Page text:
Tuna fisheries in the Atlantic Ocean are worth billions of dollars each year, but for decades illegal, unreported and unregulated (IUU) fishing has jeopardized their sustainability. All too often, due to a lack of vessel monitoring, loopholes in regulations and non-compliance with existing rules, authorities and fisheries managers have an incomplete picture of what is happening on the water.
That can and should change, starting with the 14-17 June intersessional meeting of the International Commission for the Conservation of Atlantic Tunas (ICCAT), which is responsible for fisheries management in the Atlantic. On the table at this meeting is a suite of proposals that could make ICCAT a more transparent body, lead to much-needed reforms across the problem areas noted above and help end IUU fishing. ICCAT governments should move swiftly to adopt each proposal. Here’s a look at some of them.
Transshipment, the transfer of catch from a fishing vessel to a carrier ship at sea or in port, is a vital part of the seafood supply chain, and a practice used by many ICCAT fleets to reduce operational costs and maximize their fishing time. However, loopholes in transshipment management abound and, as a result, IUU activities, such as the laundering of tuna, swordfish, sharks or other marine wildlife, can occur undetected. A proposal submitted to ICCAT by the United States would remove many of those loopholes by addressing confusion surrounding the reporting requirements of transshipment data to Commission leadership, prohibiting transshipment involving vessels that are not flagged to ICCAT member States and requiring that location tracking information of vessels engaged in transshipment be shared directly with the Commission’s professional staff. These reforms would strengthen transshipment oversight and management, and make it less likely that illegally caught fish makes its way to consumers’ plates.
This meeting also presents ICCAT with an opportunity to make progress towards improving at-sea monitoring of fisheries. Electronic monitoring, which uses computers, sensors and video cameras to record catch and vessel activity, provides data that are critical for accurate scientific assessments and effective management measures. In 2019, ICCAT committed to develop minimum standards for an electronic monitoring program by 2021. At the June meeting, members must solidify their commitment to meet this deadline by agreeing on a process that will lead to draft standards by the end of the year.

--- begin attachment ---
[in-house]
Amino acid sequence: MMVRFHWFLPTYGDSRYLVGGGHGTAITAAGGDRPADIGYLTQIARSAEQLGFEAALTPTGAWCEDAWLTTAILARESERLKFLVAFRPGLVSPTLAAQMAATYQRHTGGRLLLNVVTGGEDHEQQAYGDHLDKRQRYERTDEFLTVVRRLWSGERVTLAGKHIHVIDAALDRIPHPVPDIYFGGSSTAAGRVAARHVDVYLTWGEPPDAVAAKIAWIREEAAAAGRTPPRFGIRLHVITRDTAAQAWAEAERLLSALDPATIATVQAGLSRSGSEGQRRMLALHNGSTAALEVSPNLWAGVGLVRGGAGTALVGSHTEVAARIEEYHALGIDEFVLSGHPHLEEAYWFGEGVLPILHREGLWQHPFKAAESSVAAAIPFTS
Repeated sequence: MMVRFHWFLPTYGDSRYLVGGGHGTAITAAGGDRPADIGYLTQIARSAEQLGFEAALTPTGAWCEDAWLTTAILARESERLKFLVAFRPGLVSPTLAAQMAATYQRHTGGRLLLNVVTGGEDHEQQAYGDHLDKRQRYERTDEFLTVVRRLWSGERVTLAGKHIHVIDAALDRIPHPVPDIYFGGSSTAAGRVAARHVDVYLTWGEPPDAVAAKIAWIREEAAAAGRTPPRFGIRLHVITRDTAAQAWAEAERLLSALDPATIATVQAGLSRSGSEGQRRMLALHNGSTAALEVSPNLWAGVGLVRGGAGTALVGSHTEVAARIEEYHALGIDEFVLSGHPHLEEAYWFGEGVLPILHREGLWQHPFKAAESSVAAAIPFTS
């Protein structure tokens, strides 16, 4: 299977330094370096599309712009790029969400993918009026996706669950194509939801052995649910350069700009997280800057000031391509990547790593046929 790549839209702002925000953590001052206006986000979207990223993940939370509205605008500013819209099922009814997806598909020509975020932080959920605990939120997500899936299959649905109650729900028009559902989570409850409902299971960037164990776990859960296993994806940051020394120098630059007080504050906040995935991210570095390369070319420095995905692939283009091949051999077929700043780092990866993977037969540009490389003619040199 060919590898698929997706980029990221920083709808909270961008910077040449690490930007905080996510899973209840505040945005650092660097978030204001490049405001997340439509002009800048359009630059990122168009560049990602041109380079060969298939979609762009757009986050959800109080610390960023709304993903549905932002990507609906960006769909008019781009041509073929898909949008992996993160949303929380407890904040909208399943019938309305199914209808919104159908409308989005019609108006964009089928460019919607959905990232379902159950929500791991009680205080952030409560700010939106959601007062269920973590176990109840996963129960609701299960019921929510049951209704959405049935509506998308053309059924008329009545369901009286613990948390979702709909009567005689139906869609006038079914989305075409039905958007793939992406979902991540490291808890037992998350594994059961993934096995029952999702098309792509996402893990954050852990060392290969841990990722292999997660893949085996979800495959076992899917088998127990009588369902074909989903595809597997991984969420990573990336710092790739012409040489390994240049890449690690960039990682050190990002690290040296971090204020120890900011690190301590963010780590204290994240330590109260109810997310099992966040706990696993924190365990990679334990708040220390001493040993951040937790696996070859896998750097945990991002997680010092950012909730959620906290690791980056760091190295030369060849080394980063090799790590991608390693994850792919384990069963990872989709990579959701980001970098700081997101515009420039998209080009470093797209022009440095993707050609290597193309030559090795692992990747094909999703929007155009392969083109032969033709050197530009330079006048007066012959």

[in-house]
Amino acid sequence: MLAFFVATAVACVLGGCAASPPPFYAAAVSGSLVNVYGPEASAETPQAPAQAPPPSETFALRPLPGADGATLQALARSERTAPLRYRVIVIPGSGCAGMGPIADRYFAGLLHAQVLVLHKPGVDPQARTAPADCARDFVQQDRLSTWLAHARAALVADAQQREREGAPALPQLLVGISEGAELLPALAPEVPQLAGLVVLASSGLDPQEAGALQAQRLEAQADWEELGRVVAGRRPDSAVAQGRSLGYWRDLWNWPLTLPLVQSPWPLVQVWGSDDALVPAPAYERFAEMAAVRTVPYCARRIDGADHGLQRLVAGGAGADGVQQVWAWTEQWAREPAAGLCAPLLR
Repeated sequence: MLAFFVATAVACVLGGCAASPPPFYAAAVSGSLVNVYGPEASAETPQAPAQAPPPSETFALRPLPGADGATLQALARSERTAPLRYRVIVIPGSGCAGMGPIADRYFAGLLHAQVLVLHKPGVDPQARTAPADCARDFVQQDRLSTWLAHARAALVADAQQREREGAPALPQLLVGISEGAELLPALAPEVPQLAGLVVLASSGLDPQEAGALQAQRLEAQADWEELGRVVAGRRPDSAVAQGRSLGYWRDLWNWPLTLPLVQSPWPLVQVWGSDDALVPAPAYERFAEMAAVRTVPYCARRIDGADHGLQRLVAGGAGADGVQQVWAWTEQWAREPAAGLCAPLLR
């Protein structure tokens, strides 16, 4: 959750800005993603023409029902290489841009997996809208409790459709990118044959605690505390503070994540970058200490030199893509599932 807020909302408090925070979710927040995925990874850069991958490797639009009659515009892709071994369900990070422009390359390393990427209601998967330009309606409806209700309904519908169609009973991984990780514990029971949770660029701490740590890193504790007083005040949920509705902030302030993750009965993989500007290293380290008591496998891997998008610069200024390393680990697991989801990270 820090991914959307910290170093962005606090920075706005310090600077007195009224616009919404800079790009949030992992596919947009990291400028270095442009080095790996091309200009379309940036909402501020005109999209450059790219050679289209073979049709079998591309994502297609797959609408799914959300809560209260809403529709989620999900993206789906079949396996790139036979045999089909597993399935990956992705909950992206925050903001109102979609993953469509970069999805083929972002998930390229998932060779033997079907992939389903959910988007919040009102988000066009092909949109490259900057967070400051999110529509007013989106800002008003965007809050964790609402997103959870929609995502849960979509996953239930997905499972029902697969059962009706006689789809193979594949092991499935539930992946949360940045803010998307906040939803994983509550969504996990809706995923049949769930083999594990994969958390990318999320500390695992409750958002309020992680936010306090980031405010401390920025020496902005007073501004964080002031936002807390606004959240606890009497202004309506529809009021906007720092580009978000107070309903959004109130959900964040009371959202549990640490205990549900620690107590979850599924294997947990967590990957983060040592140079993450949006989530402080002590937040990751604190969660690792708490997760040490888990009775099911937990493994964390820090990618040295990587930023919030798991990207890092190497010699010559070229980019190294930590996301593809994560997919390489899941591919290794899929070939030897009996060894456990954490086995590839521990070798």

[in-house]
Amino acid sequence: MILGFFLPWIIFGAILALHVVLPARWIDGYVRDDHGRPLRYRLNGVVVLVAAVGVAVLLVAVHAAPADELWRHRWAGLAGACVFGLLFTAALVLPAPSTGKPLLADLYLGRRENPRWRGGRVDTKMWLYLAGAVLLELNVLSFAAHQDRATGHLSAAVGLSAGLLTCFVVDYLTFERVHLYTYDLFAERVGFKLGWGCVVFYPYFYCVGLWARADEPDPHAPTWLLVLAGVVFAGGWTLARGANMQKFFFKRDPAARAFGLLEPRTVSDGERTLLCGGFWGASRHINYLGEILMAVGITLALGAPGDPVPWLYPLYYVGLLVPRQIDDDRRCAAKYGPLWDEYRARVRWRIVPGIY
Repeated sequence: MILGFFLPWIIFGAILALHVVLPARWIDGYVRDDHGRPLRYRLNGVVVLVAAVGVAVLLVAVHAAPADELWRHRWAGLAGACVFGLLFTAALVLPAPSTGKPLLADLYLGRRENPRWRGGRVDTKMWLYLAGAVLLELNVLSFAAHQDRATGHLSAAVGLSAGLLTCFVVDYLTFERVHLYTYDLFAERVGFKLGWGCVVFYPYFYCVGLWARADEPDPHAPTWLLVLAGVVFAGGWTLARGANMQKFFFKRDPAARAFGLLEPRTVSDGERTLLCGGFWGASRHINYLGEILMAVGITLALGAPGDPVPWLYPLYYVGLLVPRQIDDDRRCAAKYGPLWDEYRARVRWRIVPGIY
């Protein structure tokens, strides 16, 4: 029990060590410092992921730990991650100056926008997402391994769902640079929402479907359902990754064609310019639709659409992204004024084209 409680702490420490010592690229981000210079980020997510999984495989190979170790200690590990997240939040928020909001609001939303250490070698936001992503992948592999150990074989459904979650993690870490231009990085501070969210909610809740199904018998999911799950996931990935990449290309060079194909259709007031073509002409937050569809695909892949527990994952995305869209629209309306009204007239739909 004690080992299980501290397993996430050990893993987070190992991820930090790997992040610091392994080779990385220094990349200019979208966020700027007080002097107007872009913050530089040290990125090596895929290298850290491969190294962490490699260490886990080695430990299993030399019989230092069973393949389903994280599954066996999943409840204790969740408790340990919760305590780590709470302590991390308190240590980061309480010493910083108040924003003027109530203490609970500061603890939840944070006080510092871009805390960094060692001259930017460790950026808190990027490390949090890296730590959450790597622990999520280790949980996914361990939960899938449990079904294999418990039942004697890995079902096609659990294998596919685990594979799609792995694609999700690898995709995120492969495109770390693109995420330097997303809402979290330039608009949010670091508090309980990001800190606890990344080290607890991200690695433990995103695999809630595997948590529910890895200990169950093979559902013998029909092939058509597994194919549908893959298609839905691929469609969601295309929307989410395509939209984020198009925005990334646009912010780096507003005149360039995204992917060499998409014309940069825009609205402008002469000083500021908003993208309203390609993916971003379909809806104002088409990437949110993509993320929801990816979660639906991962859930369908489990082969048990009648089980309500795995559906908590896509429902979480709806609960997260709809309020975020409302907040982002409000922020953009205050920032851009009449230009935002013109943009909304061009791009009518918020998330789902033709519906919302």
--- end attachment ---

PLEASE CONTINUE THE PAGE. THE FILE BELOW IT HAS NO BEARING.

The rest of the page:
Several other proposals before the Commission would further align ICCAT with other regional fisheries management organizations (RFMOs) that are moving to increase transparency of the fishing operations they oversee. A proposal from the European Union calls for stronger measures to help prevent ICCAT members and their nationals, or natural or legal persons, from engaging in or benefiting from IUU fishing, regardless of where their vessels are flagged. In a related proposal from the United States, vessels that aren’t flagged to an ICCAT member State would be labeled an illegal operator and be prevented from fishing in ICCAT waters, as well as from offloading any catch at port.
Finally, ICCAT should adopt an EU proposal to require an International Maritime Organization (IMO) number on all vessels eligible to be assigned one under IMO rules. Many other RFMOs have already done this. IMO numbers, which the international fisheries community considers the gold standard for unique and permanent vessel identification, are free to vessel owners and increase the transparency of operations, which in turn can help authorities distinguish the good actors from the bad.
Each proposal to be discussed at this upcoming meeting would increase the amount of information that ICCAT has on the fisheries it manages and help reduce illegal activity. This would level the playing field for legal operators and reduce the likelihood that IUU fishing will contribute to stock declines. Swift adoption of all proposals would also better enable ICCAT to achieve and maintain sustainable fisheries and improve stakeholders’ trust in the Commission.
Grantly Galland works on The Pew Charitable Trusts’ international fisheries project.
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